‘Stay off the roads,’ officials urge

WASHINGTON  – While you may be tempted to get back out on the roads as quickly as possible after the blizzard of 2016, you are urged to stay home.

There’s not much chance of getting anywhere, anyway. There are new changes on the roads for Monday:

  • The northbound George Washington Parkway is closed between Spout Run Parkway and Va. 123 until noon Monday for snow removal.
  • On Rock Creek Parkway, the reversible lane changes are canceled for Monday morning and afternoon.
  • Waterside Drive between Massachusetts Avenue and Rock Creek Parkway is closed until Saturday.

Metrorail will resume very limited service beginning at 7 a.m. Monday at most, but not all, underground stations. The Orange Line is running between Eastern Market and Ballston; the red Line, between Medical Center and Union Station, and the Green line, between Fort Totten and Anacostia, Metro spokesman Dan Stessel said Monday morning.

He adds that rail service will be restored in phases — “We’re not going to wait for all above-ground stations to open at the same time” — and expects that more stations, including above-ground ones, will go back into service on Monday.

Metrobus is even more limited, Stessel says. From noon to 5 p.m., buses will run what Stessel calls “lifeline service” on 22 of the most important corridors in the region. He encourages riders to sign up for Metro alerts so they can be texted when their buses are running again.


“There’s a tendency, I think, people have cabin fever.  They see the sunshine out there.  They’re going to want to get in their cars and go out on the road.  It’s still very dangerous,” Maryland Gov. Larry Hogan said during a Sunday news conference.

“Digging out from a storm of this magnitude will take time, most likely several days at least,” he said.

Hogan credited people staying home as the reason that road crews have made progress.

“Stay indoors, stay off the roads and allow our emergency workers to do their jobs,” he said.

Maryland State Highway Administrator Greg Johnson said that the primary interstate and U.S. routes have been cleared and “are for the most part open.”

By Monday, it’s expected the majority will be cleared, he said.

“That does not mean that folks can get out because there’s going to be a lot of local roadways that are still going to be very much snow-covered,” Johnson said.


Ellen Kamilakis, spokeswoman for the Virginia Department of Transportation, said that the  “sheer magnitude” of the snow will mean that the clearing operations will take days.

She says it takes 48 hours from when the snow stopped for the main roads to be cleared. The snow stopped around midnight Sunday.

Crews start with the main roads to make sure trucks can get into gas stations and that deliveries can be made to grocery stores. That way once neighborhoods are cleared, you will be able to get the products you need.

“The neighborhoods are going to take a couple more days,” she says, adding that the neighborhoods pose a number of logistical challenges with the snow.

“How do you get it (the snow) out of the neighborhood? How to make sure you are not blocking people in?”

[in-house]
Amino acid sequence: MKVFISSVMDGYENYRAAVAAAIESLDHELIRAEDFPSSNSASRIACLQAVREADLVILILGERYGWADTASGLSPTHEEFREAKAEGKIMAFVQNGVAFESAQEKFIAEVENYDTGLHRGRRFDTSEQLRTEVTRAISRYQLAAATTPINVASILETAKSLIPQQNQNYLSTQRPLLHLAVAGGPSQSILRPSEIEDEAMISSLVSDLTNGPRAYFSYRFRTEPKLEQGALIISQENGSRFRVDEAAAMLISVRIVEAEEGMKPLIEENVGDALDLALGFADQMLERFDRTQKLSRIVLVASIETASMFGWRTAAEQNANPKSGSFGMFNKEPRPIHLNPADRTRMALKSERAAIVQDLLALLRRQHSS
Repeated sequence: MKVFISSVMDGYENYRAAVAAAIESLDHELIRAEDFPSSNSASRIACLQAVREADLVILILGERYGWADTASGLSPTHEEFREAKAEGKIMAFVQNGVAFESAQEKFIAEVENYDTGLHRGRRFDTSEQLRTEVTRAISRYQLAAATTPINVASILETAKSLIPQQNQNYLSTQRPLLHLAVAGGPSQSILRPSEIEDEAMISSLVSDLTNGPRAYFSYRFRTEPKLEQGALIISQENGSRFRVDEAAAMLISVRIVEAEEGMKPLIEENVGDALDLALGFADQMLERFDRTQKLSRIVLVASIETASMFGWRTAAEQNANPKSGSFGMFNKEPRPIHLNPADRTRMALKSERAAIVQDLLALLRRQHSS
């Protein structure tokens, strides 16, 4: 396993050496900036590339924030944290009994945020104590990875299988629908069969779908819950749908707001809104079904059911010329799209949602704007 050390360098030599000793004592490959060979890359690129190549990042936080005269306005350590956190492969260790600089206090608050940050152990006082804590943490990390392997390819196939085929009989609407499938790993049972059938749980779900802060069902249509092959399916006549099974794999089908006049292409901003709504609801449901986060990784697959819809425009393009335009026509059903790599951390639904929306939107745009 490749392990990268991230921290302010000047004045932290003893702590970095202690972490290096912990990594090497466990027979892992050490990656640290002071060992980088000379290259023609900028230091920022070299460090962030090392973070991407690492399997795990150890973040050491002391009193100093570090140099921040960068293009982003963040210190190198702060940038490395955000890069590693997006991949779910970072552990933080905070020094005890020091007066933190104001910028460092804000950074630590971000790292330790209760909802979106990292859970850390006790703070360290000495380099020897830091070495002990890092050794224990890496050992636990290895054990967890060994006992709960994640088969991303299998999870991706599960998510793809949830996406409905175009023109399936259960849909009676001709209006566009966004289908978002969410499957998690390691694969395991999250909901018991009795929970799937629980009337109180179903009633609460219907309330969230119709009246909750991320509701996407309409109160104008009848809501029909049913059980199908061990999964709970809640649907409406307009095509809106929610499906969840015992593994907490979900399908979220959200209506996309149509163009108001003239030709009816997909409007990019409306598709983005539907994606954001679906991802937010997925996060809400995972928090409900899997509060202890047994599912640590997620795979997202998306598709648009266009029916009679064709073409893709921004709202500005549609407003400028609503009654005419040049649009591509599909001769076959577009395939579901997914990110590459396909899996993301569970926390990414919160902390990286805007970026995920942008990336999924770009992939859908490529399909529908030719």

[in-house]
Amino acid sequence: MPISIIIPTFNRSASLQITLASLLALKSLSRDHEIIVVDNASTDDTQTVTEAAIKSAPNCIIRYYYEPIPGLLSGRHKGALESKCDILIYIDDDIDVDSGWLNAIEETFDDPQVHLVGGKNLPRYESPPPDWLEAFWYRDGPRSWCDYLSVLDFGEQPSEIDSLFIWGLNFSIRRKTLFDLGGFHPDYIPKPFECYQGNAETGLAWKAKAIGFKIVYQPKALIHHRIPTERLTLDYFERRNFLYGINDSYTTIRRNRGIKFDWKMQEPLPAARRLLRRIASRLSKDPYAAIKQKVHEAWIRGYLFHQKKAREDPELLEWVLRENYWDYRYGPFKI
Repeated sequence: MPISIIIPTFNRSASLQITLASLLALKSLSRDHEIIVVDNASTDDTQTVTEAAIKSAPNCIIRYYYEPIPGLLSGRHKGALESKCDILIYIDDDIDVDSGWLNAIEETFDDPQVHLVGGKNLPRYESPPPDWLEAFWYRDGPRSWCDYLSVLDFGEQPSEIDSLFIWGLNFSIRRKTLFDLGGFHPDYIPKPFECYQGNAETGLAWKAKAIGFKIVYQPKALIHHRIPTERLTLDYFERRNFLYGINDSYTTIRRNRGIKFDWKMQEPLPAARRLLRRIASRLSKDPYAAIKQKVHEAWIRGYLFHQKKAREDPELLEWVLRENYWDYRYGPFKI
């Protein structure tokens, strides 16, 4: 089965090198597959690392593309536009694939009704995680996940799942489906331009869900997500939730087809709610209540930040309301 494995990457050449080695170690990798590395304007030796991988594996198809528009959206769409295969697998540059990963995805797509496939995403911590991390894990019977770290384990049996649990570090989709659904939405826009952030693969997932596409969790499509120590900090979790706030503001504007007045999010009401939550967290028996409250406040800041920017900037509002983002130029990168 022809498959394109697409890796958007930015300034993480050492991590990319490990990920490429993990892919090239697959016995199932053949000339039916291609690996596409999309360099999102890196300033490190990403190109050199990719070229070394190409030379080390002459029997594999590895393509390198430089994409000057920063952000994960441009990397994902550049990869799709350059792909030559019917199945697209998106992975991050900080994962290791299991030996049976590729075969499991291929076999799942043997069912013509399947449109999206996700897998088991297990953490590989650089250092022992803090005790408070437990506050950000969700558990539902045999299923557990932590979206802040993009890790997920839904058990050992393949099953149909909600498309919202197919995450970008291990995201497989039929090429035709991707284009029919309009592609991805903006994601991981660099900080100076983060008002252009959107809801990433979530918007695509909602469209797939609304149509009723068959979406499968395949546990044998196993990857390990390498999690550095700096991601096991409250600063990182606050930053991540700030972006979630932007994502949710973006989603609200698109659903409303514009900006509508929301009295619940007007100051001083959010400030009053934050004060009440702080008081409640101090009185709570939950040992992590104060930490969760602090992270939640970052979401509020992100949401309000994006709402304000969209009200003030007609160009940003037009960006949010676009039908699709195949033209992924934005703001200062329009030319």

D.C. officials are reiterating similar advice.

“We not only need you to not only keep your vehicles off the streets, we need you to keep yourselves off the streets as well,” D.C. Mayor Muriel Bowser said during a Sunday news conference.

“We need to get our business districts open.”

The city’s snow emergency remains in effect, which means no parking on snow emergency routes.

Bowser said vehicles on snow routes face a $250 ticket and will be towed.

“We will aggressively ticket you and tow your vehicle.  It will not continue to impede our snow operation.”

D.C. Homeland Security and Emergency Management Director Chris Geldart says it’s

“As you know, it’s cold.  We’re below freezing.  As of 9 o’clock tonight, we’ll be around that 20 degree mark, where the salt that are put down on the roads that are wet becomes ineffective.”

D.C. Police Chief Cathy Lanier urges people not to walk in the street.

“We’re going to have to start stepping up and be a little more aggressive about asking our public, one, to not be walking out on the public streets.  I know it is difficult to walk on the side because it is not clear either, but walking down the middle of the street is really not safe and it hampers out ability to clean the streets. Two. Vehicles, you really need to just stay home,” Lanier said.

“We’ll be going through clearing the streets, plowing the streets, getting ourselves down to the pavement and treating those streets so we can keep that pavement as well as starting to pick up the snow and haul it off,” said D.C. Homeland Security and Emergency Management director Chris Geldart.

The process will take days.

“As you know, it’s cold.  We’re below freezing.  As of 9 o’clock tonight, we’ll be around that 20 degree mark, where the salt that are put down on the roads that are wet becomes ineffective,” Geldart said.

“Two feet of snow is a lot to move and that’s what we are taking on right now.”

The snow is being moved to several places around the District, including Lot 7 at RFK [Stadium].

Colleen Kelleher

Colleen Kelleher is an award-winning journalist who has been with WTOP since 1996. Kelleher joined WTOP as the afternoon radio writer and night and weekend editor and made the move to WTOP.com in 2001. Now she works early mornings as the site's Senior Digital Editor.

Federal News Network Logo
Log in to your WTOP account for notifications and alerts customized for you.

Sign up